Children are good negotiators. They know that 'no' means 'maybe', do not give up easily, and ask for more than they want.

They do not take "No" for an answer

Kids demand to know "Why". If they move past the parental "Because I said so", they may overcome the objection. The adult equivalent words in the sales negotiation context are, "Tell me about it." This phrase opens the door to frank communication and dislodges the 'No' answer.

They are persistent and creative

A rejection merely whets their creativity. On my 8-year-old daughter Brie's annual Girl Scout cookie sale, a neighbor said that she had already bought. Brie countered, "The thin mints are especially good as frozen treats". As the neighbor reconsidered, my budding sales pro added, "They are great for snacks when guests arrive." The neighbor bought three boxes, and I relearned an excellent lesson.

They listen and they ask the "What if" question

Since kids hear 'no' as 'maybe', they relish the opportunity to convert 'no' to the 'yes' column. For instance, Brie asked, "what if I do tomorrow's homework today? Then Allison and I can go to the mall until dinner." While it would annoy a buyer if we were to continually ask 'why', we refine it to the "What if" question to reach the same result. For example, "What if we were to extend the price protection? Would that seal the deal?"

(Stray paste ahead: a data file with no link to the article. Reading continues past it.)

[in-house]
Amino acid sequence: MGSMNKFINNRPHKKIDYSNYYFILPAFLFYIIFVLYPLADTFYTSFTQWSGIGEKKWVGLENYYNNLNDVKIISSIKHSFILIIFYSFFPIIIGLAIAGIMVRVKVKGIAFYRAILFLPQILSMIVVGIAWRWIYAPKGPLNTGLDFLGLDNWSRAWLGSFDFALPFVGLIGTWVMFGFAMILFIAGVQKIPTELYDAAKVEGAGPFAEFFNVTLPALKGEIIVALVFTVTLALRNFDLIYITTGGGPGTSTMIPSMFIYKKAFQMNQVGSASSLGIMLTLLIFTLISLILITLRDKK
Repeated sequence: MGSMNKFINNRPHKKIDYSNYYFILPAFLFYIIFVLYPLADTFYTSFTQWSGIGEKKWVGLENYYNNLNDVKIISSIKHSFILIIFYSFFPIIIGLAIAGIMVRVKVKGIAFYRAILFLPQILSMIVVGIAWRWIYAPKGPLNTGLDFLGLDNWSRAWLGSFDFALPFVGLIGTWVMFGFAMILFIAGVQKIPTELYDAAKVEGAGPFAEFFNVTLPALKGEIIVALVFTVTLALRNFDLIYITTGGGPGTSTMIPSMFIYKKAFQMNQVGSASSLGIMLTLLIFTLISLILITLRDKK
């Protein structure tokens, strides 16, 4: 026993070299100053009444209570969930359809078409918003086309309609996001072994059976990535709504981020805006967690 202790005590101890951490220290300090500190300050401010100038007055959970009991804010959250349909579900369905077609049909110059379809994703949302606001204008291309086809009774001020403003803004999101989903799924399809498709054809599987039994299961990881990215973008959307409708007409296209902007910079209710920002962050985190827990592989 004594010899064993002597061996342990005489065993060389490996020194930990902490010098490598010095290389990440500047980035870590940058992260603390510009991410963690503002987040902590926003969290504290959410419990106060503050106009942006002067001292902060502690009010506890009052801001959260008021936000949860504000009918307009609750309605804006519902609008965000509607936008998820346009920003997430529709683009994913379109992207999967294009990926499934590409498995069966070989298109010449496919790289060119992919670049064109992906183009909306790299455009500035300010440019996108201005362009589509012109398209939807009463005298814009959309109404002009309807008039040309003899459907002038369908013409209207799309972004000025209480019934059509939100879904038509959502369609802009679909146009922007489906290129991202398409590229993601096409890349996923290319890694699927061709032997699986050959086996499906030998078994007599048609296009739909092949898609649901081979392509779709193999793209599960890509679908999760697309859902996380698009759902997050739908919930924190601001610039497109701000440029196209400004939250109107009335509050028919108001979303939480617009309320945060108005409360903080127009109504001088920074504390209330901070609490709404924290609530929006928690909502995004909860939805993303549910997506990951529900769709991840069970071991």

They do not use tentative language

Brie's "What if" question closes in the affirmative. Confidence precedes the sale. They use optimistic terms and avoid tentative language that might invite denial.

Their enthusiasm pumps up the customer

Dressed in her Girl Scout vest, Brie enthusiastically expected to close every sale. After introducing herself and the cookies, she asked the closing question, "How many boxes do you want today?" She had the order sheet and the pen in hand. When sales professionals lose enthusiasm, it tells the customer that there is no compelling reason to buy.

They use High Initial Demands (HID) to their advantage

Kids train their "customers" by presenting HID. A friend's daughter told her horrified father that she wanted a nose ring. He tried in vain to persuade her of the hygienic and sociological risks. Predictably, she burst into a tirade of how she would be scarred for life without such a fashion statement. Caving to relentless pressure, her dad compromised on his daughter's 'reluctant' concession that she get pierced ears instead. To reward her wisdom, and relieve his guilt, dad threw in a pair of earrings. On the way out the door, she winked at me and whispered, "Wow, all I really wanted was pierced ears, but I got earrings too." Unskilled adult negotiators reject HID in a naïve attempt to save time and effort. Kids know better.

Kids can teach us many lessons about negotiation that we have forgotten as we matured. We can lean much from their natural negotiation skills.

Author's Bio: 

Robert Menard, Certified Purchasing Professional and Certified Professional Purchasing Consultant, is a purchasing & sales negotiation expert and author of "You're the Buyer - You Negotiate It!" He serves clients worldwide through professional purchasing, consulting, and negotiation roles.

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